This reflects the need for better practice relating to kinship care in the NT including;
– early identification of kinship networks when the child first comes to the attention of Child Protection, rather than when a crisis point has been reached;
– increased access to supports and training for kinship carers (see below);
– support services to birth parents to strengthen the option for reunification;
– development of cultural support plans for all Aboriginal children to ensure meaningful connection to family, culture and community is maintained.
Improved support for kinship carers
A lack of adequate support for kinship carers can contribute to placement breakdown, and escalation for children and young people in the statutory OOHC system, including entry into residential care.
Conversely, home based care and placement stability are associated with a range of better health, education, economic and wellbeing outcomes.
Improved access to the following would support kinship carers in maintaining more stable placements for the children in their care:
– Ensure a comprehensive assessment of the child has been conducted and a care plan, incorporating cultural supports for Aboriginal children, is developed and fully implemented.
– Ensure access to training courses across a broad range of issues (parenting solutions, behavioural management, understanding and responding to trauma etc.)
– Increased financial support to bring payments in line with foster carers.
It is important to note that even for many long-term, stable care arrangements, including for children in kinship care, adoption may not be seen as a viable option due to the loss of supports that would be incurred in transitioning from ‘carer’ to ‘parent’.
In this way it is clear that the type of placement reflects neither stability and permanency nor wellbeing for the child, but rather the particular vulnerabilities and needs of the child and their carer. Adequately meeting these needs should remain the paramount focus of any efforts to create stable, loving homes for children in care.
Appropriate guiding principles for a national framework or code for local adoptions within Australia
In order to ensure that the rights and needs of the child remain central to all Care and Protection operations, AMSANT advocates that Australia adopt a set of national standards that set out the rights of children in care, which would be modelled on the Council of Europe’s 2005 Recommendation on the Rights of Children Living in Residential Institutions10.
This recommendations sets out a list of basic principles, specific rights of children living in residential institutions and guidelines and quality standards in view of protecting the rights of children living in residential institutions, irrespective of the reasons for and the nature of the placement. It advocates that the placement of a child should remain the exception and that the placement must guarantee full enjoyment of the child’s fundamental rights.
” I am a proud advocate for change – because things need to change. Change can be uncomfortable and it can cause anxiety.
But I see a near future where change can bring positive outcomes to our nation. I play a small role at SNAICC – National Voice for our Children, the national advocacy body fighting for the rights of Aboriginal and Torres Strait Islander children.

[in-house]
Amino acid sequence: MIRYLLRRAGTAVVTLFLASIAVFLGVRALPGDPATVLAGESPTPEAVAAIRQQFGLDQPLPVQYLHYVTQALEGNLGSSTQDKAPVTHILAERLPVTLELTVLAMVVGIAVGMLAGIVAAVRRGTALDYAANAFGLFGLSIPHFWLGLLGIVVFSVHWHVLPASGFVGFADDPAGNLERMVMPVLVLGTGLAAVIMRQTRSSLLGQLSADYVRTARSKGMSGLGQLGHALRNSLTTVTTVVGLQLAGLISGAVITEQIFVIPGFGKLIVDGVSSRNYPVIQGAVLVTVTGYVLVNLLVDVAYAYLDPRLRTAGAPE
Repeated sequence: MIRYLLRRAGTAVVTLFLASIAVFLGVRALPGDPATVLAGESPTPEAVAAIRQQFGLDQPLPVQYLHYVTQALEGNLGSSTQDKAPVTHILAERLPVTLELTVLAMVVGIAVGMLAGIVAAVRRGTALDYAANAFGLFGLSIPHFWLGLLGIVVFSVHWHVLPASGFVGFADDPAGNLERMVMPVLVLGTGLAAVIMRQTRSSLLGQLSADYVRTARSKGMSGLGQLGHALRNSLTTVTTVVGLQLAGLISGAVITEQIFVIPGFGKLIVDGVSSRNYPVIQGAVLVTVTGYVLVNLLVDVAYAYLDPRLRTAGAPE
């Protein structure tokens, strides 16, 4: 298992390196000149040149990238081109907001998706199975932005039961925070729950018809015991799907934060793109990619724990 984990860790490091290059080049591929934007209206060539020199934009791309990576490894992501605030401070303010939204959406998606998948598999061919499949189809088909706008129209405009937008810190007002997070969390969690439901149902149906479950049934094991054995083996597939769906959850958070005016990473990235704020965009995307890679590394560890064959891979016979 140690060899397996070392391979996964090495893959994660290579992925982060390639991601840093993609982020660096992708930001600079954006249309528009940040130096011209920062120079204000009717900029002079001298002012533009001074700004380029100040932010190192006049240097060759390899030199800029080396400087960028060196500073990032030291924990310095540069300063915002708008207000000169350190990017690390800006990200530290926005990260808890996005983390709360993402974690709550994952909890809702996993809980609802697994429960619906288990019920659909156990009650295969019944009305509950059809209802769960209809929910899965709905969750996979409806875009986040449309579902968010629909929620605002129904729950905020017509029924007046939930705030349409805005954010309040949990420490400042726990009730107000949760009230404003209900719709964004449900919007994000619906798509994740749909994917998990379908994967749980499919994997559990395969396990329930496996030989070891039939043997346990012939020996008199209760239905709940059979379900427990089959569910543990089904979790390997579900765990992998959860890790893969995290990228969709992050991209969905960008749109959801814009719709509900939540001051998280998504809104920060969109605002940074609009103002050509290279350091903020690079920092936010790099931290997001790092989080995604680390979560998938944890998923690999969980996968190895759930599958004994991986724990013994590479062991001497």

I say only small because there are plenty of stronger and louder voices in the national conversation speaking up about the changes that need to happen for our people. So I will only speak for myself and the changes that I dream of.”
Maylene Slater-Burns is Kamilaroi/Wiradjuri/Djungan/Gangalidda woman. Seeker of some real change : Continued Part 2 below
“We have a shared responsibility to ensure the right of every Aboriginal and Torres Strait Islander child to be safe and thrive in family, community and culture.”
It has been 10 years since COAG’s Closing the Gap strategy began.
In that time, only three of the seven national targets are reported as being on track and four are due to expire in 2018. COAG is currently undertaking the Closing the Gap ‘refresh’ process.
This process is a unique opportunity to influence the next phase of the CTG agenda, which will form the framework over the next 10 years for all Australian governments to advance outcomes for Aboriginal and Torres Strait Islander people. It will also provide the framework for how government funding is prioritised to meet the targets.
SNAICC’s Key Calls
We have a shared responsibility to ensure the right of every Aboriginal and Torres Strait Islander child to be safe and thrive in family, community and culture. To achieve this:
anadditional Closing the Gap target should be included to eliminate the overrepresentation of our children in out-of-home care by 2040, with sub-targets that address the underlying causes of child protection intervention; and
the current Closing the Gap target on early childhood education should bestrengthened to encompass early childhood development andexpanded to close the gap in outcomes for all Aboriginal and Torres Strait Islander children from birth to 4 years by 2030
Part 2 Every child has the right to be safe. Will you speak up with me?
Upon the delivery of the federal budget last week, it is clear that change for our people is not a priority for the federal government – but the government of the day has never scared me into thinking change is impossible. I, in tune with how I was raised by my family in Naarm, believe that real change happens from within community, by community and for community.
My mum, Sharon Slater, and my dad, Mel Burns, have lived and worked in the Melbourne Aboriginal community for decades. As I grew up, it was a normal part of life to be at work with them. My parents were foster carers, youth workers, basketball coaches, community drivers, fundraisers, and health workers – and completed their own admin at the end of the day. I am proud to follow in their footsteps. All I’ve ever known is my community from within.